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  • Author: J. A. Nienaber x
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B. D. Schanbacher, W. Wu, J. A. Nienaber, and G. L. Hahn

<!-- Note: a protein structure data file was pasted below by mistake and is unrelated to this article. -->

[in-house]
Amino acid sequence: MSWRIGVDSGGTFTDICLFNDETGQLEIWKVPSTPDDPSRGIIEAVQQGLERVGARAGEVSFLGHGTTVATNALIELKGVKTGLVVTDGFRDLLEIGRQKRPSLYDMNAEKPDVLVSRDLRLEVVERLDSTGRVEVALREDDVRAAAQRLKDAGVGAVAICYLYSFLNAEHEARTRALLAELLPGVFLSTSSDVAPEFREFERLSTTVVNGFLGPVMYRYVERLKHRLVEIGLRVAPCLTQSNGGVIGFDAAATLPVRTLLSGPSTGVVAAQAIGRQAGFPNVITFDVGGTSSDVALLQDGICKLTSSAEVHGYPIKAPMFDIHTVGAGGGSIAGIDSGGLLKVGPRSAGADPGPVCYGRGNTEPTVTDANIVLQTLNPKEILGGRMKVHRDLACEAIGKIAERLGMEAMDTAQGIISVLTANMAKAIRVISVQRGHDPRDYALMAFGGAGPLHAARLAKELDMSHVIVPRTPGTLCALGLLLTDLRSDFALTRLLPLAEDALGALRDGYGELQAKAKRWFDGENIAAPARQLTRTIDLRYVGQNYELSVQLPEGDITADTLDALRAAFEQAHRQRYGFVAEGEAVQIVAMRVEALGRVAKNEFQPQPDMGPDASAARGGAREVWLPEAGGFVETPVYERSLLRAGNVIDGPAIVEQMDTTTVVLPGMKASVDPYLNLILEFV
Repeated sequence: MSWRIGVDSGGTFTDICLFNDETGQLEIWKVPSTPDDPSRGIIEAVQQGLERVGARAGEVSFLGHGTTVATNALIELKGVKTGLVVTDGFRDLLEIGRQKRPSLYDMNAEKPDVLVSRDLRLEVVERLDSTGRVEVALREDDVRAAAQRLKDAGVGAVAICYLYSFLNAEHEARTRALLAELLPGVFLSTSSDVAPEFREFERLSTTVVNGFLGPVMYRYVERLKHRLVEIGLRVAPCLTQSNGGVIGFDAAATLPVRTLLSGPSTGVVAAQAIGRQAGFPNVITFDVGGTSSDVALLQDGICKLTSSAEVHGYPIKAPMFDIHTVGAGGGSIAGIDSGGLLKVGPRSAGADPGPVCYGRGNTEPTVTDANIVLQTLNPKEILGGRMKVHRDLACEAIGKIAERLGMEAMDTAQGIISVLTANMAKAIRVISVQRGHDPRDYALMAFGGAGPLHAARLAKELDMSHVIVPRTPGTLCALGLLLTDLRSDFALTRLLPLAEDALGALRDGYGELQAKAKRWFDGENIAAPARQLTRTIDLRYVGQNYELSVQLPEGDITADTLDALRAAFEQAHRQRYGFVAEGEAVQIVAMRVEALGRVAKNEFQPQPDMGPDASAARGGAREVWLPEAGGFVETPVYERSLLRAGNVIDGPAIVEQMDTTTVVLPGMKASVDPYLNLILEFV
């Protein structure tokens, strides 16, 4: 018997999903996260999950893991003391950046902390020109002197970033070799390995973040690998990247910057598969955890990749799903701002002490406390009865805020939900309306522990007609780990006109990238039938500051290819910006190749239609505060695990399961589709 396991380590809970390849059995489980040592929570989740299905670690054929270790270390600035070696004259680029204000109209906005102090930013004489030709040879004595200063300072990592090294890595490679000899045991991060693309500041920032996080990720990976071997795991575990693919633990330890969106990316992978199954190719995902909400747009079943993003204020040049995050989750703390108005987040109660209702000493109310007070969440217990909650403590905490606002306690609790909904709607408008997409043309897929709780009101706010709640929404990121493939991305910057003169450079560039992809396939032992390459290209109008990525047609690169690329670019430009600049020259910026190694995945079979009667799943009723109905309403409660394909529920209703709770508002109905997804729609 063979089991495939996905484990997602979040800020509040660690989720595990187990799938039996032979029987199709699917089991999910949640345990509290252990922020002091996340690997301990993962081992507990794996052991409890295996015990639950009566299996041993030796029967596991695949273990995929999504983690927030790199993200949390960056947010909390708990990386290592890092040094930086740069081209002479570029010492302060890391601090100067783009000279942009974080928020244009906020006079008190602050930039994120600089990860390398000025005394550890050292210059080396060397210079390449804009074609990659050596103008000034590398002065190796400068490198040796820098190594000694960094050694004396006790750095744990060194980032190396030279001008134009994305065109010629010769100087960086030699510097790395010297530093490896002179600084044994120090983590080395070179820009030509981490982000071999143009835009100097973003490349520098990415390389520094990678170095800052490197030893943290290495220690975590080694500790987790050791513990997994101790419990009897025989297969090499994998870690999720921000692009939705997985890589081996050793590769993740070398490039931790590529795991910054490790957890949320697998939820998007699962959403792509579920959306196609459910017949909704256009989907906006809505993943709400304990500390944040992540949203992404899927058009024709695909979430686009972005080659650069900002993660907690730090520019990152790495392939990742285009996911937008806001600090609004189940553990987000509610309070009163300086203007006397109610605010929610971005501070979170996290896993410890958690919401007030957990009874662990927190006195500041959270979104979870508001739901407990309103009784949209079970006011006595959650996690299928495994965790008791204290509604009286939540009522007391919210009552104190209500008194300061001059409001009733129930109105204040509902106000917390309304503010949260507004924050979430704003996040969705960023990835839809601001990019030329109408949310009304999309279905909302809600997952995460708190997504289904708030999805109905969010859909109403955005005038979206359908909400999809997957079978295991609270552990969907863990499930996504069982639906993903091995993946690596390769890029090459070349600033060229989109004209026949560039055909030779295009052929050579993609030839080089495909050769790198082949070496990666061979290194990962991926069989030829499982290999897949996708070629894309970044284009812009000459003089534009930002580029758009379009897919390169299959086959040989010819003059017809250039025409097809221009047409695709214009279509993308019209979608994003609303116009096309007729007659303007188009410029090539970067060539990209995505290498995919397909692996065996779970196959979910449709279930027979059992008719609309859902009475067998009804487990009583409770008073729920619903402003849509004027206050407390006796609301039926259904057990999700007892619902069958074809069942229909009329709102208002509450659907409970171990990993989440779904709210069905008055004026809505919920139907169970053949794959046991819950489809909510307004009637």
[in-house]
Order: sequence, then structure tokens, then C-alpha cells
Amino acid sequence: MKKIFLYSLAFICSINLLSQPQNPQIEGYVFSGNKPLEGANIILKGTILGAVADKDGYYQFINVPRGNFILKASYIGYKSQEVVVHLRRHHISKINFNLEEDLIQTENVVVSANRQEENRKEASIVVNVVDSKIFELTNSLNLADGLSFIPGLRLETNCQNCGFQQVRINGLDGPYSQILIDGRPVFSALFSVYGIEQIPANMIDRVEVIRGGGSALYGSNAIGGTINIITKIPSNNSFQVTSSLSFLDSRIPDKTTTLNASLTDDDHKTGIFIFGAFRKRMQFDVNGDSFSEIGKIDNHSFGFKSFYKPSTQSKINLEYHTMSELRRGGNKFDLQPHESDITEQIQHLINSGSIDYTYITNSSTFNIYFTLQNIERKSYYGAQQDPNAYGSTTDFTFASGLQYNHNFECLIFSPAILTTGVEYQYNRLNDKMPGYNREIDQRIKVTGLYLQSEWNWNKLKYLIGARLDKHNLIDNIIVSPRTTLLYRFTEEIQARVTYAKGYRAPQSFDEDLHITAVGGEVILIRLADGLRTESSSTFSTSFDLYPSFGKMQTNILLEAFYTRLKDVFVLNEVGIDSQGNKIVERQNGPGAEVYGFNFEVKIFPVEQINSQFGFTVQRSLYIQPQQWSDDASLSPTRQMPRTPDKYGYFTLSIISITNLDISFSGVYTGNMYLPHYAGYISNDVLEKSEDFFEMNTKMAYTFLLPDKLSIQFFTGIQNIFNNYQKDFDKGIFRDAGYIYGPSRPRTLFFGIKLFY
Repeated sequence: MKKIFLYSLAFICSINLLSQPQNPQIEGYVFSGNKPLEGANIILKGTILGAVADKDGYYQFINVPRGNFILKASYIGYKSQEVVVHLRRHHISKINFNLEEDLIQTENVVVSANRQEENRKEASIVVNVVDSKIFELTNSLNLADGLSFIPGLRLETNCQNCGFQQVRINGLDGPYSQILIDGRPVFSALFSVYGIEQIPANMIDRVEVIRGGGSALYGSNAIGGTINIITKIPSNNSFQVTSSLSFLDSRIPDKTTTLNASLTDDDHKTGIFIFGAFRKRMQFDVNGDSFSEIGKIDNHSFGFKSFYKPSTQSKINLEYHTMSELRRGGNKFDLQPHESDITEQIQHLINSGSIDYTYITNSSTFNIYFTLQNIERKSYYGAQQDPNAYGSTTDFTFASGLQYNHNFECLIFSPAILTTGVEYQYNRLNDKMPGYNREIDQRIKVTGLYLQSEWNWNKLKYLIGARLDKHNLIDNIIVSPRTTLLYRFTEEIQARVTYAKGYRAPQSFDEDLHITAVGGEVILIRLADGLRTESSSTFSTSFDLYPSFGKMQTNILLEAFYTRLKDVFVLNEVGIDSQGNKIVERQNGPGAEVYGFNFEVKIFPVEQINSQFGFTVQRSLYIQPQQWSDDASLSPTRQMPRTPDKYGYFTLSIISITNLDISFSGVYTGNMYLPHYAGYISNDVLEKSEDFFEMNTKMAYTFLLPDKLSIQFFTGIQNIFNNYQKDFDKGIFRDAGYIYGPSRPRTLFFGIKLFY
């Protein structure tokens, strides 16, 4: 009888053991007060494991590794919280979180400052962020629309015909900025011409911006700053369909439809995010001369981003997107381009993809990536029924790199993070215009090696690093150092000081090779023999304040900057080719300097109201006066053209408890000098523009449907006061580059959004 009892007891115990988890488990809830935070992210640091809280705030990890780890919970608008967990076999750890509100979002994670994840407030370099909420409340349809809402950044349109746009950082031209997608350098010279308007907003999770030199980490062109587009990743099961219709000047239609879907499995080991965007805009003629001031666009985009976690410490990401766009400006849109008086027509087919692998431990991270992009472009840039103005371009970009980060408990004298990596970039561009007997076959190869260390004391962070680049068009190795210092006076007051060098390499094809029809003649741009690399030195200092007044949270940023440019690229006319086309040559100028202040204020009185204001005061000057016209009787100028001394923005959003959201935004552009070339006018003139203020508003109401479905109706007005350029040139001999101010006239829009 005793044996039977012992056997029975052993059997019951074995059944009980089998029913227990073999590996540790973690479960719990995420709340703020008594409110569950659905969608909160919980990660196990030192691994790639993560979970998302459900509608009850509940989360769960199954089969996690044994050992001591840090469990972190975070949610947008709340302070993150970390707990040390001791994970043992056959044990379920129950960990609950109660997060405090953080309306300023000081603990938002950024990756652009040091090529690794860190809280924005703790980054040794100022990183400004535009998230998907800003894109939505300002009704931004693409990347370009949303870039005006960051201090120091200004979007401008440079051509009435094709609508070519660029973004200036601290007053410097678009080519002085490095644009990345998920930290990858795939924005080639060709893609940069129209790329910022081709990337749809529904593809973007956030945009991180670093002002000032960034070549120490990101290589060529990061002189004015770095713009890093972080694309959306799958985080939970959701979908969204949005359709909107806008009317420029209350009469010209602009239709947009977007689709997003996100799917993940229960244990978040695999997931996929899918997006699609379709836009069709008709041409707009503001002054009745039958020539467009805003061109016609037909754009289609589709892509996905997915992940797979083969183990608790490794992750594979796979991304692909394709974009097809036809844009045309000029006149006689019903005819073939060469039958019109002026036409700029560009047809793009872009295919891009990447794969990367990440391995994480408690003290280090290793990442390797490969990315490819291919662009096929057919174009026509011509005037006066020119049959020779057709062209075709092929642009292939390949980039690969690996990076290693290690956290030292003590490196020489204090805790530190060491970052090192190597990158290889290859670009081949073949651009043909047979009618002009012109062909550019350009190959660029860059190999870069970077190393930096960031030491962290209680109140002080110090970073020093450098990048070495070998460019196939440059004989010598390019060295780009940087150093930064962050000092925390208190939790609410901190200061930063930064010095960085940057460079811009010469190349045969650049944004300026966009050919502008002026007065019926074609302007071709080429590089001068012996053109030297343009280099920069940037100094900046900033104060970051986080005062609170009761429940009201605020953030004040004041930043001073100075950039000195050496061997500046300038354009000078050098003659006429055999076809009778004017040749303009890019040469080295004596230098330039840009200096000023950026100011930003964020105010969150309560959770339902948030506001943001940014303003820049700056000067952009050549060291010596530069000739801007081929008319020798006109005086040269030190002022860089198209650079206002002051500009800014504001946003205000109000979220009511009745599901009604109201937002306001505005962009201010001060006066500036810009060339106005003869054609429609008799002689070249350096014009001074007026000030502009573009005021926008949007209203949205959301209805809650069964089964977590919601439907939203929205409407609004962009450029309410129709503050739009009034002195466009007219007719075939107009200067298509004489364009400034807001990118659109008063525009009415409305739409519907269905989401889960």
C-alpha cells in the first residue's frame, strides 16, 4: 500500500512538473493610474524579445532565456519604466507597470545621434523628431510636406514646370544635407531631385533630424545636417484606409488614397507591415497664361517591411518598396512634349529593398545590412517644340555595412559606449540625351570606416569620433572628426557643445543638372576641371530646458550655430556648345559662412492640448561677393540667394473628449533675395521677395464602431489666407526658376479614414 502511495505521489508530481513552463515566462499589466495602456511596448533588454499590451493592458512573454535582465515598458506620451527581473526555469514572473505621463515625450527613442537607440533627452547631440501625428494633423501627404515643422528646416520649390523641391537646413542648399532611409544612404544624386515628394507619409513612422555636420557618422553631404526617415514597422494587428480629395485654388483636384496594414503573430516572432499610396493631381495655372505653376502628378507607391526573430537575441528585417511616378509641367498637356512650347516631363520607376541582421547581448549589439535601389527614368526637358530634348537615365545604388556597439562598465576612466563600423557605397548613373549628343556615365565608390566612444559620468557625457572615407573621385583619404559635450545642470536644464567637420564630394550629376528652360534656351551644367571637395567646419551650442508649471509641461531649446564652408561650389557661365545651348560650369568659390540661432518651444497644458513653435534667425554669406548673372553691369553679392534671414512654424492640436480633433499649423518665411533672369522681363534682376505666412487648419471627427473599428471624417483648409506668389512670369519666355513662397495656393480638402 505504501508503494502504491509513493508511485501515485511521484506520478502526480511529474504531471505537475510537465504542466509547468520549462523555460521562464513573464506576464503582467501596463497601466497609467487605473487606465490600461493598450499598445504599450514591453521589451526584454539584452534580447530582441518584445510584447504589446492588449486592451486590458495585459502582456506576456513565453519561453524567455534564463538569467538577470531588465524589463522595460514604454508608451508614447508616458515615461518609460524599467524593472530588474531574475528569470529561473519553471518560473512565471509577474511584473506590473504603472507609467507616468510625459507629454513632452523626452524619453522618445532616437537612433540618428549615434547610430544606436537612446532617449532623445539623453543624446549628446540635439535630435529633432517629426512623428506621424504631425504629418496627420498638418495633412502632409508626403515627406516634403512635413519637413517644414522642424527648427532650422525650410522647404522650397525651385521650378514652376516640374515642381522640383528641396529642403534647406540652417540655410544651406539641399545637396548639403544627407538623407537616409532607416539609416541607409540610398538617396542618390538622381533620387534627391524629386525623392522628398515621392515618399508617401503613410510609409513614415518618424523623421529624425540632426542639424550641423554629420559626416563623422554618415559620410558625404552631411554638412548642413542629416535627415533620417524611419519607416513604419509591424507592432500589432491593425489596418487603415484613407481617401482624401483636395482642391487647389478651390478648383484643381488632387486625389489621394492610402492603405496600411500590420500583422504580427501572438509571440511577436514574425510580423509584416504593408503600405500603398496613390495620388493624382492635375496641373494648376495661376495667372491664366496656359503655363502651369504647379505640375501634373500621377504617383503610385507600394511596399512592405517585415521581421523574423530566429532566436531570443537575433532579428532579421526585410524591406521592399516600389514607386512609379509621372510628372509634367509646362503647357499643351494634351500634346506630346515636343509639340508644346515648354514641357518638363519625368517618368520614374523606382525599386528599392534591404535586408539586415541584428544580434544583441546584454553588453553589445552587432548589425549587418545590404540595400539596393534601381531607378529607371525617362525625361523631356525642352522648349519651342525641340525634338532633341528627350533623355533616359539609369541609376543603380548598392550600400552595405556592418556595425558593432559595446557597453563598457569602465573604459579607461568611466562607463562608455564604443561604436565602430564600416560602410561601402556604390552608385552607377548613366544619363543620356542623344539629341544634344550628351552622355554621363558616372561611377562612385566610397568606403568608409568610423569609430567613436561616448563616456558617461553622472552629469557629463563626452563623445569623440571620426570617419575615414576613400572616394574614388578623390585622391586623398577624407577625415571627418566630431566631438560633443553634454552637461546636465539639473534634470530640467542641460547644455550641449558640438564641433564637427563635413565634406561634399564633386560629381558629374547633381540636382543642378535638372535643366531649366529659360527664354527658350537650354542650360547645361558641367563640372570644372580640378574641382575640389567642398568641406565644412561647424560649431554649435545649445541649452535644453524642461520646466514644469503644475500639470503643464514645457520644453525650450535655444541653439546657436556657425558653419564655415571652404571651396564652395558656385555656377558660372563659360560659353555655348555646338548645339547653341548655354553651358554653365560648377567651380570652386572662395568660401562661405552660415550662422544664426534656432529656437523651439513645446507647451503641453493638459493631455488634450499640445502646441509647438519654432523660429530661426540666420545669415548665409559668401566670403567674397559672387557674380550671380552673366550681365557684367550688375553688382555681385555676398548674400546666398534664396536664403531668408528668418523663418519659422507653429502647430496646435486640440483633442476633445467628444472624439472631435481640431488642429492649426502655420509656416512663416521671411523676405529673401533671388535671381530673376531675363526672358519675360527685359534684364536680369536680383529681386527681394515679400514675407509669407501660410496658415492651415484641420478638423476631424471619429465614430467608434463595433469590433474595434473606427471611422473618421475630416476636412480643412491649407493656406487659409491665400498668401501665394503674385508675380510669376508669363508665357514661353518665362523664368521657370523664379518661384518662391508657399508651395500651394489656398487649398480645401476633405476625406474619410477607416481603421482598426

Summary. Individual groups of 6 ram lambs were housed within a controlled environment and exposed to one of 6 photoperiod schedules. Groups I and II received 8 (short day) or 16 (long day) h of continuous light, respectively; Groups III, IV and V were exposed to asymmetrical skeleton photoperiods consisting of a main light period of 7 h followed 9 h later by a light pulse of 1 h, 15 min or 1 min duration, respectively, and Group VI was exposed to a symmetrical skeleton photoperiod consisting of two 1-h light pulses positioned 16 h apart. After 4 weeks of treatment serum concentrations of prolactin and testosterone were measured over 24 h. Long-day responses characteristic of the 16L:8D photoperiod (i.e. elevated prolactin and reduced testosterone) were obtained in each of the asymmetric light-pulse treatment groups, but whereas prolactin was elevated over the full 24 h in lambs exposed to 16L:8D, two prominent nocturnal prolactin releases were largely responsible for the high 24-h mean prolactin values in Groups III, IV and V. Reduced serum testosterone in these same groups could not be attributed to a diurnal pattern of secretion but was associated with an overall decrease in testosterone pulse frequency. Prolactin and testosterone levels in Group IV were intermediate between those observed in lambs exposed to 8 or 16 h of light. In summary, light pulses of short duration (1 min) positioned at 17 h after dawn can produce endocrine changes in lambs similar to those observed in lambs exposed to 16 h of continuous light.